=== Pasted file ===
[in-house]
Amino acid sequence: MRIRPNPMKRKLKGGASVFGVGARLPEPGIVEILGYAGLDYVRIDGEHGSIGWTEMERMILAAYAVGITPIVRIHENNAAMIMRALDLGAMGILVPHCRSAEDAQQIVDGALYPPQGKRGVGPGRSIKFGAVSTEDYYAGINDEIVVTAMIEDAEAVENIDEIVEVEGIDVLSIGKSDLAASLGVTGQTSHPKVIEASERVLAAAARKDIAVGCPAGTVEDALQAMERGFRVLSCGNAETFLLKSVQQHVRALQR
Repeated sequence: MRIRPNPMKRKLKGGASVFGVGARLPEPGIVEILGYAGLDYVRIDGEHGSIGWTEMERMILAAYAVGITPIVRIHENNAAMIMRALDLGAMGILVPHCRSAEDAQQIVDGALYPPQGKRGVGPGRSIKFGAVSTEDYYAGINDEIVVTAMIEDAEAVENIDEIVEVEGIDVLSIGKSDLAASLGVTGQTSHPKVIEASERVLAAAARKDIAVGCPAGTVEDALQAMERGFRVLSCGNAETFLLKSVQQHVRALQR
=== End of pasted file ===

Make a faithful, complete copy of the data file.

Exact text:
[in-house]
Amino acid sequence: MRIRPNPMKRKLKGGASVFGVGARLPEPGIVEILGYAGLDYVRIDGEHGSIGWTEMERMILAAYAVGITPIVRIHENNAAMIMRALDLGAMGILVPHCRSAEDAQQIVDGALYPPQGKRGVGPGRSIKFGAVSTEDYYAGINDEIVVTAMIEDAEAVENIDEIVEVEGIDVLSIGKSDLAASLGVTGQTSHPKVIEASERVLAAAARKDIAVGCPAGTVEDALQAMERGFRVLSCGNAETFLLKSVQQHVRALQR
Repeated sequence: MRIRPNPMKRKLKGGASVFGVGARLPEPGIVEILGYAGLDYVRIDGEHGSIGWTEMERMILAAYAVGITPIVRIHENNAAMIMRALDLGAMGILVPHCRSAEDAQQIVDGALYPPQGKRGVGPGRSIKFGAVSTEDYYAGINDEIVVTAMIEDAEAVENIDEIVEVEGIDVLSIGKSDLAASLGVTGQTSHPKVIEASERVLAAAARKDIAVGCPAGTVEDALQAMERGFRVLSCGNAETFLLKSVQQHVRALQR